Hey, Rob. This is David, longtime listener and appreciate all you do for the startup community. My first startup was acquired a couple of years back, completely bootstrapped. My co-founder worked a full-time job up until the day we were acquired. It was great. And now, after about two years, I guess, I’m looking for my next startup, and I’m focusing on the HOA space.
Homeowners associations are a big market. I’m on my board right now and there are tons of challenges. One of the challenges is figuring out whether we sell to the property management companies, which seems a little bit more of a saturated market than the HOA boards themselves, which could be really hard to contact. So we have an MVP, at least a concept, we haven’t built it yet, and I’m thinking about just trying to start selling to boards and property managers, just to see if it resonates, before creating a landing page. But just asking for any advice you have on how do we figure out whether we can actually distribute and sell to HOA boards or whether we’ll have to go the property management route. Thanks.
So to truly answer this question in detail and tell you exactly what you should do, I would personally need some experience or have funded companies who have tried to sell to HOA versus property managers. And I do not have that experience, and I have not funded companies that are selling to those. So all I can do is weigh in on how I would think about it if I were in your shoes, knowing what I know.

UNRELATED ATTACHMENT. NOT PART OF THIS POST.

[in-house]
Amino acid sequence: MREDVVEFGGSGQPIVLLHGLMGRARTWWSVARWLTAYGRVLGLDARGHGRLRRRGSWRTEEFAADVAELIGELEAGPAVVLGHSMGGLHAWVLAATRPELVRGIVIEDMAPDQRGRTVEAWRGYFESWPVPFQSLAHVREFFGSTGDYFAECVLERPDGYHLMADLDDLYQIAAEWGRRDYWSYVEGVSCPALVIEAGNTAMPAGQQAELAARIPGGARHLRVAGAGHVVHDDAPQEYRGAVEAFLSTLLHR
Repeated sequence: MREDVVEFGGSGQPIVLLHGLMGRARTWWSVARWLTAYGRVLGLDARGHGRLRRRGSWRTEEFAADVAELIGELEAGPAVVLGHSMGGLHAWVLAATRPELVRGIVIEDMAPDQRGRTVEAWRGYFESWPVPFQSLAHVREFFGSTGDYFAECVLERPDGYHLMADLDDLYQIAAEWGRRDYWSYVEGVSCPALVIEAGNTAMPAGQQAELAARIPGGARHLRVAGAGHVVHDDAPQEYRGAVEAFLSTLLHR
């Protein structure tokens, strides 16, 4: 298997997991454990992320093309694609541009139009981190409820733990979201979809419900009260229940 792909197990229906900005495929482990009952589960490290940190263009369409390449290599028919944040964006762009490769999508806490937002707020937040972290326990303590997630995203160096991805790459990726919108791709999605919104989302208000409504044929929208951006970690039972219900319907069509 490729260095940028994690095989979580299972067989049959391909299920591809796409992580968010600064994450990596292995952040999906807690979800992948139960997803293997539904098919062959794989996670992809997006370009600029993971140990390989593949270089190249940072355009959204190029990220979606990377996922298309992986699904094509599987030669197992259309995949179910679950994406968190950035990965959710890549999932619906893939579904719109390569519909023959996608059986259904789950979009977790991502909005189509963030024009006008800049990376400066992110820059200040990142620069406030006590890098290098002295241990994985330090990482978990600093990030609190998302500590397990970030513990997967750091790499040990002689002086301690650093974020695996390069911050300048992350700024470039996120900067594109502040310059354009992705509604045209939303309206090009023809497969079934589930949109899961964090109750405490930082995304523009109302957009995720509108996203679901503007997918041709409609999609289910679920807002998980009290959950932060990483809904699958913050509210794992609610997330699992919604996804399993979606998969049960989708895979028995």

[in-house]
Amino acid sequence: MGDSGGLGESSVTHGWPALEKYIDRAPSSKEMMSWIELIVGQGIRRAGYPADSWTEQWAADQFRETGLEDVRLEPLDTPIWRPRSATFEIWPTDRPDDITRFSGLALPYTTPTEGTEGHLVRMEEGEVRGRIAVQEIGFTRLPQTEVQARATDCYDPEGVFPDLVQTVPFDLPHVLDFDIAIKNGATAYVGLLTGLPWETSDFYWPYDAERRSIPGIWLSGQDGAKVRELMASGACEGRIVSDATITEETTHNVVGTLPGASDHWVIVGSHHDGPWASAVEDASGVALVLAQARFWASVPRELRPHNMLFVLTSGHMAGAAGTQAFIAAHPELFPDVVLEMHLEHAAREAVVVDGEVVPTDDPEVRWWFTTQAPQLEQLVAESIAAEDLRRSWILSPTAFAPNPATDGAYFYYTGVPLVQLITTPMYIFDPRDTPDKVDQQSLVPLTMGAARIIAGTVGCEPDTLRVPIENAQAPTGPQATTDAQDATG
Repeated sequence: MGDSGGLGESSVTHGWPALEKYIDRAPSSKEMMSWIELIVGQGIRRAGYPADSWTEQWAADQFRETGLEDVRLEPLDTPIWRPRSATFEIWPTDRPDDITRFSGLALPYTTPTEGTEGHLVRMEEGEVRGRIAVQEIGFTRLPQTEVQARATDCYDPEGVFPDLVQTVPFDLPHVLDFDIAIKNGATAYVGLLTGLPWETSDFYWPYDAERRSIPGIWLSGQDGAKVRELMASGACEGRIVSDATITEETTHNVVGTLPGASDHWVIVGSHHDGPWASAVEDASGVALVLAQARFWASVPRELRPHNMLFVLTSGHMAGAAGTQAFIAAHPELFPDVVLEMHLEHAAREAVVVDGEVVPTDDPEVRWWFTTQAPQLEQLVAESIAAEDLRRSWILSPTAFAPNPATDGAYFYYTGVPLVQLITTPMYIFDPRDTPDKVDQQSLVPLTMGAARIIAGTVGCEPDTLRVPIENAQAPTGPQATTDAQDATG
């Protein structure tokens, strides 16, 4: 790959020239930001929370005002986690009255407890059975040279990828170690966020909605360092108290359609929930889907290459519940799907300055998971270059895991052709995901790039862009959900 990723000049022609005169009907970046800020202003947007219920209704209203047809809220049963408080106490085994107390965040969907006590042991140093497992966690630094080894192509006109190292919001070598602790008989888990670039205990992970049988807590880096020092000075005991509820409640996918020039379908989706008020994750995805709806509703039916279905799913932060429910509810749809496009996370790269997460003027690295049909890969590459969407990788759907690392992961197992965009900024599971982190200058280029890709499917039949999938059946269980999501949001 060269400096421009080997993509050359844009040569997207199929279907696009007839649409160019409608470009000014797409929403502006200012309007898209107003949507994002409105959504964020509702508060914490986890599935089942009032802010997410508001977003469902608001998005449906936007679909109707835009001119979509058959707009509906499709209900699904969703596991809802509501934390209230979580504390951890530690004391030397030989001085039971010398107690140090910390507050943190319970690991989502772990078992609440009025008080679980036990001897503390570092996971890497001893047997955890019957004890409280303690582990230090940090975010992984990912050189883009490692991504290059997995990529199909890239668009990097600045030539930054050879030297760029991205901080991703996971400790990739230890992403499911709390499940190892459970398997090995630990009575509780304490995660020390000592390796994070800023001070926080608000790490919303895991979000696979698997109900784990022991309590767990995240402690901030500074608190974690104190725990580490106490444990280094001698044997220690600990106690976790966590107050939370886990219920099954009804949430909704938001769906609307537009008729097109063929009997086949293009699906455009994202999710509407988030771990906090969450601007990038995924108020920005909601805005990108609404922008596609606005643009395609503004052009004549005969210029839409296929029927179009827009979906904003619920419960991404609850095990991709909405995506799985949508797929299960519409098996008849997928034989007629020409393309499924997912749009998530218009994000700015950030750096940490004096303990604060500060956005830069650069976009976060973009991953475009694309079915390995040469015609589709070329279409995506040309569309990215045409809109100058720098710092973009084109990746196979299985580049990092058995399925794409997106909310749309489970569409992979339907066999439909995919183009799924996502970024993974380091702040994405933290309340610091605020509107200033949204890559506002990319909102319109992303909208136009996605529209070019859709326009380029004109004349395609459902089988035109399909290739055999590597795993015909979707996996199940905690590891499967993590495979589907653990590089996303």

And the two things that come to mind are, number one, I would try to figure out, is it harder for HOA boards to make a decision to buy than it is property managers? My gut is that it is, because it’s a board of people. And anytime there’s a group of people, they’re going to kick decisions down the line. There’s going to be 4, 5, 6 chefs in the kitchen, so to speak. My gut tells me they’re going to be a pain in the to sell to. So I would lean towards property managers where I’m guessing that I could find one decision maker and close more deals. That may or may not be true. I don’t know enough about the space, but that’s probably the hypothesis that I would look to validate or invalidate if I were in your shoes.
The second thing that I would think about is running a test and actually marketing and trying to sell to both. I know that it would require a bit more work because I’m doing, let’s say, cold outreach. Well, now I need two campaigns because I’m reaching out to the HOA boards and the property managers. Or if I’m doing inbound marketing, I obviously need probably different content marketing or SEO posts or whatever it is I’m doing to attract that inbound. I know that it means more work. But until I know for sure, I want to keep asking questions and trying to validate this. That’s really the way that I’m thinking about this. And the way I think about everything is everything’s a hypothesis until I’ve mostly proven or disproven it.